Sleep is important for people of all ages, but obstructive sleep apnoea is a common problem preventing many Baby Boomers from getting a good night’s rest. It’s estimated that about five per cent of Australians suffer from sleep apnoea, with about one in four men over the age of 30 affected.
The condition impacts a person’s airways and interrupts normal breathing throughout the night, causing a lack of oxygen entering the body. In most cases, the muscles and soft tissues in the throat relax and cause a blockage, meaning there are periods of time where the person isn’t breathing. Because of this, it’s common for sufferers to wake up repeatedly throughout the night.
The good news is, Australian researchers may have found a solution to the debilitating condition. Researchers from the Adelaide Institute for Sleep Health (AISH) at Flinders University have successful repurposed two existing medications to reduce the severity of sleep apnoea in people by at lest 30 per cent. The new findings were published in The Journal of Physiology in late June.
The researchers said previous studies showed two classes of medication, reboxetine and hyoscine butylbromide, were able to keep muscles active during sleep in people without sleep apnoea, and assist their ability to breathe. So they used a multitude of recording instruments to measure whether reboxetine and hyoscine butylbromide could successfully target the main cause of sleep apnoea. This included balancing the electrical activity of muscles around the airway, preventing the throat from collapsing while people were sleeping, and improving the regulation of carbon dioxide and breathing during sleep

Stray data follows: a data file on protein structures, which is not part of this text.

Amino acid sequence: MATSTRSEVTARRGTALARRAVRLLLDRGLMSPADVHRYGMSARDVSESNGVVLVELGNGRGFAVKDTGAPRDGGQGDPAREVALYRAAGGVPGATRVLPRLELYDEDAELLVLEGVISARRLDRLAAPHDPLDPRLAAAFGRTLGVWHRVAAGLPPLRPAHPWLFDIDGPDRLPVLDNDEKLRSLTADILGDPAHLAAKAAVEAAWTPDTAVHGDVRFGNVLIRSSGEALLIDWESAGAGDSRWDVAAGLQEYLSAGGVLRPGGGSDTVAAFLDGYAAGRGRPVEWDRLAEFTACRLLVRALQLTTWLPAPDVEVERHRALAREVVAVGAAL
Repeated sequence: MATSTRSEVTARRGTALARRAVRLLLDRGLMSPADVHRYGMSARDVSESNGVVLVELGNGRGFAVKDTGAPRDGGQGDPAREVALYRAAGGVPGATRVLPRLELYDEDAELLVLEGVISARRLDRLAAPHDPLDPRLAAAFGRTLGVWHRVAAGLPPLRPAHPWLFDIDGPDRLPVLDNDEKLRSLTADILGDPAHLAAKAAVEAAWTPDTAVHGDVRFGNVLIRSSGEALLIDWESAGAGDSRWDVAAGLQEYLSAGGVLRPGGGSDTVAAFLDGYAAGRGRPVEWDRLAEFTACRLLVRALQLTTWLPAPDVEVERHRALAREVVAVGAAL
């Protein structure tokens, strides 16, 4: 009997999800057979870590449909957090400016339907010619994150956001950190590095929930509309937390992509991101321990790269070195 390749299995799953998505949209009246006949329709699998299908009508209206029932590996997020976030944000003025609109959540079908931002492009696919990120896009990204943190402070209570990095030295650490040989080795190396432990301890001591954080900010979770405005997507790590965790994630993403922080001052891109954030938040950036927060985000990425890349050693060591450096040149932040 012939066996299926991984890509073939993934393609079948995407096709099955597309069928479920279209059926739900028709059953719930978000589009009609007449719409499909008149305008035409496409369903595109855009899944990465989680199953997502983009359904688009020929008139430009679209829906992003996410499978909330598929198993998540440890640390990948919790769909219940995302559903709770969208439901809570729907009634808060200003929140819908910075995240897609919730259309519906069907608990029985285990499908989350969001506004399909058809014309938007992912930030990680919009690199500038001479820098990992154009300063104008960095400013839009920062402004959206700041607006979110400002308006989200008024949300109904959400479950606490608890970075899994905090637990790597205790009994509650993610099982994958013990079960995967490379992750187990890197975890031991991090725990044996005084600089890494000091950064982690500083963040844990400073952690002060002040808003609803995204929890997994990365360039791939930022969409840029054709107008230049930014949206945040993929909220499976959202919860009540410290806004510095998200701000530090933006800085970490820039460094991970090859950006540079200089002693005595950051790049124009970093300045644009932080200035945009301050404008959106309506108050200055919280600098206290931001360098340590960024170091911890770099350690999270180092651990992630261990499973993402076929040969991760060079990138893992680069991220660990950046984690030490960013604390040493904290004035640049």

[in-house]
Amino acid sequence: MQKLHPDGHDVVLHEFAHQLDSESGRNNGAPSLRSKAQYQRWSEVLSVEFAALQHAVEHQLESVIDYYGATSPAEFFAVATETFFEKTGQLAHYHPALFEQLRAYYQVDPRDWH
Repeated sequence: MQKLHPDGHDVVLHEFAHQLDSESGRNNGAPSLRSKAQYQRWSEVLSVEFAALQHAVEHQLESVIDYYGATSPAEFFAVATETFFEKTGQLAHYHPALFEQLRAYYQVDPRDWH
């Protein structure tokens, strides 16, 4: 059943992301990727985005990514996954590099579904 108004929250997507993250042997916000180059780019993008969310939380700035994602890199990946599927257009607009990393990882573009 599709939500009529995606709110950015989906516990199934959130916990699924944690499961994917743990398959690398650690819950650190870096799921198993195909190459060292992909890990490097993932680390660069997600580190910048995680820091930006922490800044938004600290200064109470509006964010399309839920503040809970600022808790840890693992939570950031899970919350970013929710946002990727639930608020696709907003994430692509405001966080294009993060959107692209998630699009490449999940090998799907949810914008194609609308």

Results from the study showed these medications did in fact increase the muscle activity around participants’ airways, with the drugs reducing the severity of participants’ sleep apnoea by up to one third.
Professor Danny Eckert, director of AISH, said the findings were a step in the right direction for people living with the sleep disorder. “We were thrilled because the current treatment options for people with sleep apnoea are limited and can be a painful journey for many,” he said.
“Next, we will look at the effects of these and similar medications over the longer term. We will assess whether we can harness the benefits of one drug without needing to use them both. Equally, we will test whether these treatments can be combined with other existing medications to see if we can improve their efficacy even more.”
While surgery is an option in some cases, CPAP is currently the best way to manage the condition. CPAP stands for continuous positive airway pressure, and the machines work by delivering positive air pressure into the airway.
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